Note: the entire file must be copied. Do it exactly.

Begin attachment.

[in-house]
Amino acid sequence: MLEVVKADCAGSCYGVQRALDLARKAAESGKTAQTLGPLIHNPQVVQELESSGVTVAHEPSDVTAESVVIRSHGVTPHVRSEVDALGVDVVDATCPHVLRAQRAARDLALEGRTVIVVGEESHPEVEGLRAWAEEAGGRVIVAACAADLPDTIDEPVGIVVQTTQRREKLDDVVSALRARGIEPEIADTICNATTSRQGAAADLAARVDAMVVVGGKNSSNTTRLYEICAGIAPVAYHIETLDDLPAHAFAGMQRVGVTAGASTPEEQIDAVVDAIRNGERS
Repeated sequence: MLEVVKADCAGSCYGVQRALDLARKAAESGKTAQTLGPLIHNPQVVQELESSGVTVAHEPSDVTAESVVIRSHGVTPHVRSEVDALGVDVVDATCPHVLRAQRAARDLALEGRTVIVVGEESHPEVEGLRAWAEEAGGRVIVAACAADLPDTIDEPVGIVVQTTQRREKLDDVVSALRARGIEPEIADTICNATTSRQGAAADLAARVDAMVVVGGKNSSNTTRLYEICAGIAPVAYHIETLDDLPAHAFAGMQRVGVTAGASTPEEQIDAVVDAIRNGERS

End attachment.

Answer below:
[in-house]
Amino acid sequence: MLEVVKADCAGSCYGVQRALDLARKAAESGKTAQTLGPLIHNPQVVQELESSGVTVAHEPSDVTAESVVIRSHGVTPHVRSEVDALGVDVVDATCPHVLRAQRAARDLALEGRTVIVVGEESHPEVEGLRAWAEEAGGRVIVAACAADLPDTIDEPVGIVVQTTQRREKLDDVVSALRARGIEPEIADTICNATTSRQGAAADLAARVDAMVVVGGKNSSNTTRLYEICAGIAPVAYHIETLDDLPAHAFAGMQRVGVTAGASTPEEQIDAVVDAIRNGERS
Repeated sequence: MLEVVKADCAGSCYGVQRALDLARKAAESGKTAQTLGPLIHNPQVVQELESSGVTVAHEPSDVTAESVVIRSHGVTPHVRSEVDALGVDVVDATCPHVLRAQRAARDLALEGRTVIVVGEESHPEVEGLRAWAEEAGGRVIVAACAADLPDTIDEPVGIVVQTTQRREKLDDVVSALRARGIEPEIADTICNATTSRQGAAADLAARVDAMVVVGGKNSSNTTRLYEICAGIAPVAYHIETLDDLPAHAFAGMQRVGVTAGASTPEEQIDAVVDAIRNGERS